The objective of this study was to analyze workers’ compensation injury and fatality data associated with the occupational use of all-terrain vehicles (ATVs) in Montana. Data were provided by the Montana Department of Labor and Industry Workers’ Compensation Injury and Occupational Disease Database. Claims were identified based on a search of injury codes related to vehicular claims and then narrowed by a keyword search for events related to ATVs. Two hundred and fifteen ATV-related claims were identified between 2007 and 2012. The majority of claimants were identified as male (85%), with 23% of total claims between the ages 20–29 at the time of injury. The agriculture industry accounted for 59% of all claims. The results of this investigation indicated that the cost of occupational ATV injuries and deaths during the study period totaled nearly $2,600,000. The agriculture industry is disproportionally represented in ATV workers’ compensation claims in Montana. Characterizing and understanding the risk factors associated with occupational-related ATV injuries is critical for developing strategies and programs aimed at injury prevention. Evaluating the gaps in data acquisition and reporting could aid in ensuring comprehensive and complete future investigations of ATV incidents. Full article
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Review

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201 KiB  
Review
Ocular and Orbital Injury in All-Terrain Vehicles: A Literature Review
by Elliot S. Crane, Anton M. Kolomeyer and Andrew W. Eller
Safety 2016, 2(4), 24; https://doi.org/10.3390/safety2040024 - 26 Oct 2016
Viewed by 4384
Abstract
Purpose: To review primary literature on ocular and orbital injury secondary to all-terrain vehicles (ATVs). Methods: A Medline search of English language literature. Results: Very few studies detail ocular and orbital manifestations of ATV crashes. The most common ocular injuries included orbital fractures [...] Read more.
Purpose: To review primary literature on ocular and orbital injury secondary to all-terrain vehicles (ATVs). Methods: A Medline search of English language literature. Results: Very few studies detail ocular and orbital manifestations of ATV crashes. The most common ocular injuries included orbital fractures and eyelid lacerations. Less common but more severe injuries included traumatic optic neuropathy, retinal detachment, optic nerve laceration, and ruptured globe. Associated facial and skull bone fractures, traumatic brain injury, and subdural/subarachnoid hemorrhage were not uncommon. Depending on the mechanism and force of injury, complete loss of vision has been documented. Conclusion: Ocular and orbital trauma can be found in many cases of ATV-related injury. Various interventions may decrease the frequency of such injuries, including use of head and eye protection. Full article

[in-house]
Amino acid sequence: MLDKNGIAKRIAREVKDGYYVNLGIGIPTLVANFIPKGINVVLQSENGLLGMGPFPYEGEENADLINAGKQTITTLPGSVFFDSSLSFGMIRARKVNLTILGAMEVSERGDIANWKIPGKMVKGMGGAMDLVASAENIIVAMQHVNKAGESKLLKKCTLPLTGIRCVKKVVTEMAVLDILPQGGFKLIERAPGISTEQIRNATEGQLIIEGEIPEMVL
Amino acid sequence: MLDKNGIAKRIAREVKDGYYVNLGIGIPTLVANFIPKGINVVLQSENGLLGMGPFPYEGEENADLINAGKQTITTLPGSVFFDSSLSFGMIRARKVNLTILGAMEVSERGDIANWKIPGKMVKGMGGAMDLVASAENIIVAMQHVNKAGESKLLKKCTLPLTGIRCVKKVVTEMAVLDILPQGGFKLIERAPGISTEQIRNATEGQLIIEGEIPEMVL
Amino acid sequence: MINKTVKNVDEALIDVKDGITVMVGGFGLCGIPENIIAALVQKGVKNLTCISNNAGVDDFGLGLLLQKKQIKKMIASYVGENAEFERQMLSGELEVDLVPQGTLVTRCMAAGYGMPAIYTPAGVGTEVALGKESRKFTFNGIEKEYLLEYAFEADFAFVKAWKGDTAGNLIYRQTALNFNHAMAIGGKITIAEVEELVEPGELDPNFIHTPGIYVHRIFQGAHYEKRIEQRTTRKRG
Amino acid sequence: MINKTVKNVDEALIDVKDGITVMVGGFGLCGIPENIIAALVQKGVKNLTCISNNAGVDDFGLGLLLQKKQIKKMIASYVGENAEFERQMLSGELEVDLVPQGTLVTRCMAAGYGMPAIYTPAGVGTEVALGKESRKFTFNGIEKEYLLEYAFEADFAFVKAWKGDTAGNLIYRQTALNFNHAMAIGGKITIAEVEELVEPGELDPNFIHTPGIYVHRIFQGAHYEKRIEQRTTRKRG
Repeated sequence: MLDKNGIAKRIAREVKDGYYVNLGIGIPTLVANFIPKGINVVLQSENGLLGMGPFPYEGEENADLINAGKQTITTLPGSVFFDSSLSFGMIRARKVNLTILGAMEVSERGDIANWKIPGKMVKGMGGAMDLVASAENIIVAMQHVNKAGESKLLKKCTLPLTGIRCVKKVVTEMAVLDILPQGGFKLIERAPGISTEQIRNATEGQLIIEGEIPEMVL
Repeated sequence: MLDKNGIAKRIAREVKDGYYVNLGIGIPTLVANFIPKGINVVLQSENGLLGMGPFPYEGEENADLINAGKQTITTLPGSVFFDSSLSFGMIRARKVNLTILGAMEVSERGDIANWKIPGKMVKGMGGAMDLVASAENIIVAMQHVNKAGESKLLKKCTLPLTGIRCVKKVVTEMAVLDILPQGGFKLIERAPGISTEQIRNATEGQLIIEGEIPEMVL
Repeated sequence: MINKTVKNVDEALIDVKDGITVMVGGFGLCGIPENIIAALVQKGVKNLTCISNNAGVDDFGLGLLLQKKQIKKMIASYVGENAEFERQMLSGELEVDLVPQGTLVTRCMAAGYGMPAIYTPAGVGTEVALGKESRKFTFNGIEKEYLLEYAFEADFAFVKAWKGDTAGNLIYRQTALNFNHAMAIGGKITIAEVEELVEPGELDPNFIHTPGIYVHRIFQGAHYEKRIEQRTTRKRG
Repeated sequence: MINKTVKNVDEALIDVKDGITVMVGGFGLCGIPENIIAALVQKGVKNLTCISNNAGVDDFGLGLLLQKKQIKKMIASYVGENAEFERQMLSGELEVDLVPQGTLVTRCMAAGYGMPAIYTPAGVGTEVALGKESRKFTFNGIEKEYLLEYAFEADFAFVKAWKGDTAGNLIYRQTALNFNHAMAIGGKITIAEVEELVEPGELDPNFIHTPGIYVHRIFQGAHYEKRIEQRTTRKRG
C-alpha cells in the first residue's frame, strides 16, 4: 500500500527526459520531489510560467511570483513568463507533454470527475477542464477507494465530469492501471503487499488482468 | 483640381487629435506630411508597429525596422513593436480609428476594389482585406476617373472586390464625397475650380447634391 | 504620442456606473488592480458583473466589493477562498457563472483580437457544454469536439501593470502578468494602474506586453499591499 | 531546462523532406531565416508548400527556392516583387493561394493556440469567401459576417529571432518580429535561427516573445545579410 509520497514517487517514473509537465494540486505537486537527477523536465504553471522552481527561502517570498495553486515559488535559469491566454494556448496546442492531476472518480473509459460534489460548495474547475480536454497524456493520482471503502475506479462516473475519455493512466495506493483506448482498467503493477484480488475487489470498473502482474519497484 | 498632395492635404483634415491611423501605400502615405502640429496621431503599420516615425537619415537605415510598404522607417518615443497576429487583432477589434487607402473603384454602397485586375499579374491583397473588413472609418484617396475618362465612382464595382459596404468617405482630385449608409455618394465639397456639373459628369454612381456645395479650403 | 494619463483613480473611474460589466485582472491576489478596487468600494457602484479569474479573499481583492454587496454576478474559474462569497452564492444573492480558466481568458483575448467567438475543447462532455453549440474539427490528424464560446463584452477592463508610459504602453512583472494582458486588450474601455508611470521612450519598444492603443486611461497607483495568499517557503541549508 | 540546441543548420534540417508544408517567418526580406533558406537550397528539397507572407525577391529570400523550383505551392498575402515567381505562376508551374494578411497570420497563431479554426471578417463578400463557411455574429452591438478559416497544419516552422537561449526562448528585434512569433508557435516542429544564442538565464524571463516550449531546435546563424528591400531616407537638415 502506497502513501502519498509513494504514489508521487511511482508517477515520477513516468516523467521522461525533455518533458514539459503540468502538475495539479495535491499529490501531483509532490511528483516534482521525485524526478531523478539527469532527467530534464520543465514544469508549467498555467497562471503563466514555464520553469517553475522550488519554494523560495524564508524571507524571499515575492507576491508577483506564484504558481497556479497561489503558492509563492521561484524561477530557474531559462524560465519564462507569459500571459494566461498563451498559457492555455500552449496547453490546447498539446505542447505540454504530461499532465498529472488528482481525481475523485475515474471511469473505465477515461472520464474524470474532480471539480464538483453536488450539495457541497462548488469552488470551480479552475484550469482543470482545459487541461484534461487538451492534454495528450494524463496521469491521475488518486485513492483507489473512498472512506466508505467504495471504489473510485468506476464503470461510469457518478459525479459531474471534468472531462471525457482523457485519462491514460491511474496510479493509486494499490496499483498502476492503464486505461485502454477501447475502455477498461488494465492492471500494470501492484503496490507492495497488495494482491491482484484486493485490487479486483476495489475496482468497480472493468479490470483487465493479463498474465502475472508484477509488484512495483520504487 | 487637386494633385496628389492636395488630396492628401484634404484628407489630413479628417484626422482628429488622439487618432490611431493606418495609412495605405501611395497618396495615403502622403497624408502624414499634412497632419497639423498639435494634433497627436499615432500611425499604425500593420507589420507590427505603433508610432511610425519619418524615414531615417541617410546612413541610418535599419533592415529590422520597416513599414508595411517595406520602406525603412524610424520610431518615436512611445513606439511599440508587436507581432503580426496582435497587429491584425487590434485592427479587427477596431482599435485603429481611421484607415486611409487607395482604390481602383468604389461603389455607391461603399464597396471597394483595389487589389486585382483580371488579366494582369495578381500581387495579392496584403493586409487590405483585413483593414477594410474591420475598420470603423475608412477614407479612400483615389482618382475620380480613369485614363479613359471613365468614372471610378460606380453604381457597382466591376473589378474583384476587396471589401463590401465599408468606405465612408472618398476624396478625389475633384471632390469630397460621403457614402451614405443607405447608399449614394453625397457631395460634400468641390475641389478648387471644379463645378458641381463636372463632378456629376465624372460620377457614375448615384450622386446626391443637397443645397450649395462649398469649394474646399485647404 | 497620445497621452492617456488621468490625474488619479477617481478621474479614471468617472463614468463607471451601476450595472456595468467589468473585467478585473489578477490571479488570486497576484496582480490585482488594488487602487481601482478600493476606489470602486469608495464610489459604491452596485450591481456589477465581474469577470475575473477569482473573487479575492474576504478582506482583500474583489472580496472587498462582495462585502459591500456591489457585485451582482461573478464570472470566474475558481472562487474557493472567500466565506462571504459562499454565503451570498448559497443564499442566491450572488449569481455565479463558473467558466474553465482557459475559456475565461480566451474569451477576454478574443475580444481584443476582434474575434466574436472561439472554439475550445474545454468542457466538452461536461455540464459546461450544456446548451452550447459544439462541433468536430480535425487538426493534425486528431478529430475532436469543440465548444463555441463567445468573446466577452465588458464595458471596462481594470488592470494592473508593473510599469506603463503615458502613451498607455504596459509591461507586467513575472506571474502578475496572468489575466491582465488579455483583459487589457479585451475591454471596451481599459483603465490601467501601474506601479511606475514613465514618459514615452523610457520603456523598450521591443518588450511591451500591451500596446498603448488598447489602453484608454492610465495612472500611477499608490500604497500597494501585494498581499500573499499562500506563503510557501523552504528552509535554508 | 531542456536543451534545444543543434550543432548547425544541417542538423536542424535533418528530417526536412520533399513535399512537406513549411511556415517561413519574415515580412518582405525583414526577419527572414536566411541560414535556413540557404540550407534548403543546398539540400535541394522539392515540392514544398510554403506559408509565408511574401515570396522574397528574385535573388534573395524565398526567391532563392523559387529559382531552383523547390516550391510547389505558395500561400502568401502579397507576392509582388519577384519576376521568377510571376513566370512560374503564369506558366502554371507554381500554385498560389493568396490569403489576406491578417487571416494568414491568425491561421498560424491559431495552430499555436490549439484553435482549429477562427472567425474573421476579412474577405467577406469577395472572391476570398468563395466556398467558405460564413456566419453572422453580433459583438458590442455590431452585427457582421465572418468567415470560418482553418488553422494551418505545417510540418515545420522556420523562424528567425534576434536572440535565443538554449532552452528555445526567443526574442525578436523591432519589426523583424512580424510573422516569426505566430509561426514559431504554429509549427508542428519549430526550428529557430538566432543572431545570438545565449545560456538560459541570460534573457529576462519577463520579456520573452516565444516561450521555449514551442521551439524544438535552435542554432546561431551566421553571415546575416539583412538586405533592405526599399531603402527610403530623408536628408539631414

200 KiB  
Review
A Review on All Terrain Vehicle Safety
by Vanessa J. Fawcett, Bonnie Tsang, Amir Taheri, Kathy Belton and Sandy L. Widder
Safety 2016, 2(2), 15; https://doi.org/10.3390/safety2020015 - 22 Jun 2016
Cited by 6 | Viewed by 6690
Abstract
All-terrain vehicles (ATVs) have become increasing popular in many countries around the world, both for occupational use, as well as recreational use. With an increase in popularity, and the supply of heavier and more powerful machines on the market, major traumas and deaths [...] Read more.
All-terrain vehicles (ATVs) have become increasing popular in many countries around the world, both for occupational use, as well as recreational use. With an increase in popularity, and the supply of heavier and more powerful machines on the market, major traumas and deaths from ATV use are growing concerns for public health and injury prevention professionals. This review of the literature on ATVs will focus on the mechanism and patterns of ATV-related injuries, the challenges of injury prevention, and the effects of legislation and regulations regarding ATV usage. The increasing burden of injuries and the substantial economic cost from ATV-related traumas and deaths calls for intensification of injury prevention efforts. Modification of risk factors, institution of regulations and legislation, and enforcement of those rules are important steps for prevention of ATV-related harm. Full article